Time once more to plough the furrow of the Rolling Stone Top 500 Albums. This month, we are taking a short hop up the charts from number 242 where we last sojourned with Run-D.M.C. up to number 199 where we encounter fellow New Yorkers The Strokes with their 2001 debut album Is This It (again, where is the punctuation?).
There are two main reasons for selecting this particular record. Firstly, we are once more working in conjunction with the esteemed scholars over as The US100 who are rounding off their New York leg with an in-depth look at track 9 – New York City Cops. Secondly, my brother Jarek Zaba (founder of The US100) regards this album as one of his all-time favourites and one that had a significant impact on him during his teenage years. Saying this, he recently confessed to me that he doesn't “actually think it's *that* great” and that his affection may be borne primarily from nostalgia. I think it is a feeling which is akin to the emotions I draw from Basement Jaxx's debut album Remedy which, upon recent revisiting, was found wanting as anything other than mindless noise. Jarek was interested to get a second opinion and the Morons are here to facilitate.
Thematically, the album is an exploration of emotional conflicts, particularly geared towards the struggles experienced by a man in his early twenties getting by in the early twentieth century. Opening track Is This It sets the tone for the rest of the album as, over a plodding guitar track reminiscent of The Pixies, lead singer Julian Casablancas frames his apathy at the world in general in the context of a relationship that is going nowhere. The Modern Age details the inner turmoil that he feels at wanting to be free and reckless whilst also being increasingly infringed upon by the responsibilities of adulthood. New York City Cops takes us on a whistle stop tour through the underbelly of a city – a world in which the narrator feels more comfortable despite it being tainted by a vicious cycle of repetition.
Is This It also contains a continual thread rejecting intimacy in many of its forms. Last Nite, undoubtedly the album's biggest track, paints the narrator as a neglectful partner that would rather leave than try and make a relationship work. Hedonistic freefall song Hard To Explain gives a clear indication of how he would be in a relationship – aloof, disinterested, self-involved. Even Barely Legal, one of the few tracks without an impending break up focusses on how, when encountered with innocence, the narrator's natural instinct is to misanthropically corrupt and model in his own broken image.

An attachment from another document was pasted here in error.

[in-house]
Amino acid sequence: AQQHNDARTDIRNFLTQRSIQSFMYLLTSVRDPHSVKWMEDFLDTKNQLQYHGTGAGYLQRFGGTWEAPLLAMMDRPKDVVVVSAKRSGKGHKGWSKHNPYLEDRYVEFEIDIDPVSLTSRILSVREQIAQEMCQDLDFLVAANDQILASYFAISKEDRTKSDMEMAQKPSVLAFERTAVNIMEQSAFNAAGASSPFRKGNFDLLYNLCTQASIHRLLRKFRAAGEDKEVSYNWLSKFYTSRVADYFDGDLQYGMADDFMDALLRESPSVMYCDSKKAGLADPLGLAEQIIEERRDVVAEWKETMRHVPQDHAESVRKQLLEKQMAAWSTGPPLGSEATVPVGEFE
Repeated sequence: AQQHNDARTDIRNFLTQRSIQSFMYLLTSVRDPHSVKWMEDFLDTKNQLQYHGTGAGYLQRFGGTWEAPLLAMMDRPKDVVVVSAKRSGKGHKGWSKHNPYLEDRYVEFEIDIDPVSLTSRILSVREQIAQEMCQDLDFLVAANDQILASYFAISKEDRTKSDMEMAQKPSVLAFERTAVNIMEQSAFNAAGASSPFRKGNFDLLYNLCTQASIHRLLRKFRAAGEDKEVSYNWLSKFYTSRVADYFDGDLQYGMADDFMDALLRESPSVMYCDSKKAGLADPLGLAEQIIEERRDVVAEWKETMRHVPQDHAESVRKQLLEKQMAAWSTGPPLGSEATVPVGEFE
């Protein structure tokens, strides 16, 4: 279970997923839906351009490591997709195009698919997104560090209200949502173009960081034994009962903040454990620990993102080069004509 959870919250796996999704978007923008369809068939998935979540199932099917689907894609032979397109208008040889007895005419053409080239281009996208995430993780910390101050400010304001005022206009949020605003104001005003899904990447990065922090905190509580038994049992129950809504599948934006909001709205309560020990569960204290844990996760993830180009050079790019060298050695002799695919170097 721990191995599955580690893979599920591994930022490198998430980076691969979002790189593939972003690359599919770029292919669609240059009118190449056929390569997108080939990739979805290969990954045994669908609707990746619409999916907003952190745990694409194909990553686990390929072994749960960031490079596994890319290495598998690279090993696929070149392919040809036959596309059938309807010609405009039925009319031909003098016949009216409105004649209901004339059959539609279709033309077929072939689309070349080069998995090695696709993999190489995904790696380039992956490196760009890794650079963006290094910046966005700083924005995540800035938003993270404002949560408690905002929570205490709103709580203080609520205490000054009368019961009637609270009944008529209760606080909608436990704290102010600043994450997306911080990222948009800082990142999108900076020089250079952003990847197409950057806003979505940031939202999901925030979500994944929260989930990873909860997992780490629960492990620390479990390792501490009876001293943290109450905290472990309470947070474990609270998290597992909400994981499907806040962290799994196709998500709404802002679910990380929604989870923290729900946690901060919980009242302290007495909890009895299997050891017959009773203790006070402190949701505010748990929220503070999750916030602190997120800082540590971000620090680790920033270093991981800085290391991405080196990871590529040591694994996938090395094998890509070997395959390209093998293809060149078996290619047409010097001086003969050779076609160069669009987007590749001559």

The conflict presented by The Strokes continues into their musical style and it is here where I find the biggest issue with their music. On the surface, there is a lot to like. They are a high energy band singing punchy three minute interludes with ragged, whirling guitars and thudding, driving drums. Julian Casablancas' voice walks an uneasy tightrope between lethargic and hyperactive, switching effortlessly between the two with tremendous skill. Some of the riffs are just exceptional. Free-flowing and natural, it is often a shame that they are so fleeting and, like me, you may find yourself skipping back ten seconds just to prolong the moment.
Look a little deeper and I couldn't help but question the substance that sits behind the style. The album is designed to seem under-produced, conjuring up images of scrappy recording sessions in locales with enough derelict charm to foster authenticity. In reality, the whole enterprise feels a little sterile – a desperate attempt by one of the many record labels who vied for The Strokes' affection to recapture the hallmarks of a bygone era. As with fellow rock and roll rejuvenators The Libertines, it seems that a group of incredibly talented musicians have found themselves lumbered with a front man who thinks himself a Jagger reincarnation and a production company who are happy to indulge this notion. The parts are definitely there but the sum, for me, leaves a little to be desired.
In terms of commercial success, Is This It is easily The Strokes' most successful album. In terms of chart position, it was not as successful as any of the three albums that followed it. Despite charting at number 2 in the UK, it only reached number 33 in the US due to a lack of established fan base. Nonetheless, it was a critical success with NME going so far as to name it the best album of the 2000s and the 4th greatest album of all time (just think for a second about the albums it had to beat to get that). Perhaps they are seeing something that I'm not. Perhaps, if you want something to be a particular way, you will do everything in your power to try and make it so.
Then again, I might be wrong. I am a Musical Moron, after all...
Lyric Of The Week
“No, girlfriends, they don't understand//In spaceships, they won't understand//And me, I ain't ever gonna understand”
New York City fops
Sing the apathy of youth
Leave Jarek unsure
As always, please feel free to write your own review using the comments section below. The more the merrier. Please do take note of our contribution guidelines. Looking forward to hearing what you thought.
If you wish to learn more about The Strokes and, more specifically, New York City Cops then our friends over at The US100 have a plethora of further reading which you can access at http://theus100.com/tracks-9-11/. They also produce a monthly podcast, slated for release later this month, which goes into great detail about the track's social context, major players and legacy. Make sure to subscribe wherever you normally get your podcasts.